In 1925 in an attempt to reduce the number of nonfasting communions made, any member of the congregation wishing to communicate at the late Masses was required to fulfil the Prayer Book injunction of giving notice of his intention to receive. Two years previously, Mr. Marriot had been ordained to the minor order of subdeacon by the Archbishop in order that there should be three ministers for the celebration of High Mass. In August, 1925, Father Maynard stated that after the Dedication Festival of that year it was his intention to have High Mass every Sunday since High Mass is the correct standard of worship, Low Mass being but a permissible reduction. Already complete white, green and purple sets of High Mass vestments had been made, so red were the only ones lacking. A complete sick communion set was given at about this time and the ringing of the Angelus was begun. The need for the enlargement of the sanctuary was again stressed and it was suggested that a plan should be made to raise the money for this purpose over a period of two years. In 1926 the grounds were considerably improved by being raised and terraced with the earth dug out in the building of the hall and the grounds were fenced.
In July, 1926, Father Maynard was offered the living at St. Peter's, Eastern Hill, Melbourne. He did not wish to go but, not trusting to his own judgement, he asked the Bishop of Riverina and the Rev. Dr. Micklem to decide the question for him. Since they decided it was his duty to accept that parish he told the congregation at All Saints', "It must be best for all parties, for you, for them and for Me."
Prior to his departure he was accorded a farewell by the parishioners and the following report of that function appeared in the "Gazette": "It is just as well that we had our new parish hall, otherwise we would not have been able to seat those who came to show by their presence that they appreciated the work of Father Maynard in this parish. Though the Archbishop could not come, the letter which he sent and which we publish below, showed exactly what he felt at the departure of so able and faithful a priest.
Brisbane, 10th October, 1926.
I much regret that the necessity of my being in Sydney will prevent my being present at the meeting called to bid farewell to the Rev. Farnham Maynard, for I should have liked to say in person rather than by letter, to the people of All Saints' how much I sympathise with them and to him how deeply sorry I am that he is going.
You people of All Saints' are losing one who has been to you a friend, a teacher and a priest of much devotion and great ability. He is one who has made his influence felt far beyond the limits of All Saints' Parish and congregation. I hoped that we had him "for good and all," but it was not to be so.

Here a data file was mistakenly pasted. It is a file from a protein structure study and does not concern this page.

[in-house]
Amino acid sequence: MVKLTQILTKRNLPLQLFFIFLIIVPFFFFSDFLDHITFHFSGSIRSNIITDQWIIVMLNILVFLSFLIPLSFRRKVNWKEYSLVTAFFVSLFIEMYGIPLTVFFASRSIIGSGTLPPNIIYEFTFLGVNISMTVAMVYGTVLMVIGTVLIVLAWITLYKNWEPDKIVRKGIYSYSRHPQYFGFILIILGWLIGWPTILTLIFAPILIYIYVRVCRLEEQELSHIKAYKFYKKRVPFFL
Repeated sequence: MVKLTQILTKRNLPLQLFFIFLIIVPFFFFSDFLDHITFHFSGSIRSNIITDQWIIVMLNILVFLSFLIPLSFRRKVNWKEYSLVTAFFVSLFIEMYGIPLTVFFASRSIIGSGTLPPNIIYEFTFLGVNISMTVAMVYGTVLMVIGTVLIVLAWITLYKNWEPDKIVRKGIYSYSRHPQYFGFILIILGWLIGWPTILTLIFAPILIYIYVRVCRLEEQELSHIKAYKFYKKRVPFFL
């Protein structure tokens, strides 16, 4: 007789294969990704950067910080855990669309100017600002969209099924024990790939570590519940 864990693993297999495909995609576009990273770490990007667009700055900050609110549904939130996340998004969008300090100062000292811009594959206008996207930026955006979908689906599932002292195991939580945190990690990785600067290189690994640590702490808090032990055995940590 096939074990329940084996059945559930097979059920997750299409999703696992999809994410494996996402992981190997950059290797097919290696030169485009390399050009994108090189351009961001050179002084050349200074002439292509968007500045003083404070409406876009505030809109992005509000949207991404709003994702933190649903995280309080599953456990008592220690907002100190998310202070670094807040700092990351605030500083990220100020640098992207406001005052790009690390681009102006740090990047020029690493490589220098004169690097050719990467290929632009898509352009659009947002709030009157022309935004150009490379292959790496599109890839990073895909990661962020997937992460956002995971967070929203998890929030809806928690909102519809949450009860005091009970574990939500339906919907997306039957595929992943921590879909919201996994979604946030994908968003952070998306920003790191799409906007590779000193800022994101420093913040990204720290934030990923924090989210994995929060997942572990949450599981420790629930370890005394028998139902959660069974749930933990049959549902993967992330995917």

I met him first in 1910 and conceived an immediate affection for him, as I think he well knows, and it was a happy day for me when I knew that he was willing to stay in this diocese, and when I was able to announce to you on one memorable night in 1922, that he was to be your rector.
The word "sympathise" means "suffer with," so I repeat I sympathise with you, for you are suffering in heart because he is going, and so am I.
(Signed) Gerald, Brisbane."
The Archbishop wrote in the "Chronicle": "To my very great regret the Rev. F. E. Maynard is leaving this diocese for the very important parish of St. Peter's, Melbourne. I suppose I ought not to say that I greatly regret a man doing a thing he is sure God has called him to do, but one cannot lose Mr. Maynard's services and feel entire equanimity over the loss."
The most important event of the last year of Father. Maynard's incumbency was his stand against Synod's ruling that the Mass should not be broadcast. This, he contended, was a retrograde step that would tend to make Matins again be considered as the chief Sunday service, a place it had wrongfully occupied for a great many years. The Sunday after Synod he got over the difficulty by broadcasting the Holy Eucharist except for a short break from the beginning of the Prayer of Consecration until after the Communion. Later, it being realised that this measure was really prompted by a false reverence the ruling dropped into abeyance.
The services at All Saints' were slightly changed during this year in order to bring them in line with English custom and the booklet "The English Mass" was brought into use at the children's Mass. Father Maynard, to prepare the way for it, had written: "Through opposition and obloquy this church has led the way in the Catholic Revival in this State, but prejudice is fast disappearing. Canon Jones was made to suffer for introducing things which are now a commonplace in even the lowest of churches."
Deeply grieved by the growing irreligion and Bolshevism, Father Maynard in 1924, inaugurated yearly Christian Evidence lectures. The first series were: "Does Religion Conflict With Science?" "What is the Bible?" "Did Jesus Rise from the Dead?" and "Has Christianity Helped the World?' The next year they were: "Evolution and the Fall," "The Problem of Pain," "The Trustworthiness of the Gospel Records," "The Christian Idea of God," and "Miracles." In 1926 the lecturer was Father Baker, one of the Church's few experts on social questions, who spoke on "Christianity as a Creative Influence," "Civilisation as a Danger ..... Machiavelli in Modern Politics," "Industry Seen Through the Eyes of the Bolsheviks and Henry Ford," "Instinct, Sin and Morals, " and "The Search for a Universal Religion." Planned with the twofold purpose of giving Church people a sound knowledge of the Church's teaching on these subjects in order that they could successfully argue with those who stood against Christianity, and of drawing in those of other views in an effort to convince them (hence the time for questions at the end of each lecture) these lectures were immensely popular.
Father Maynard's rectorship was one of steady progress and of building upon the firm foundations laid by Father Nightingale. He was indeed fortunate that Archbishop Sharp ever publicly upheld the ideal for which All Saints' stood for, without his support, the rector would never have been able to make such rapid progress. The Rev. F. E. Maynard was able, by his great influence, to bring back into the Church many who had been led away by the Rev. D. Price. He had reorganised the guilds of St. Mary, St. Anne and St. Alban and had begun the presentation of miracle plays as an aid to the deeper understanding of the Divine Mysteries. One thing he deeply regretted was that, even at the close of his ministry at All Saints, the congregation was not yet a praying one.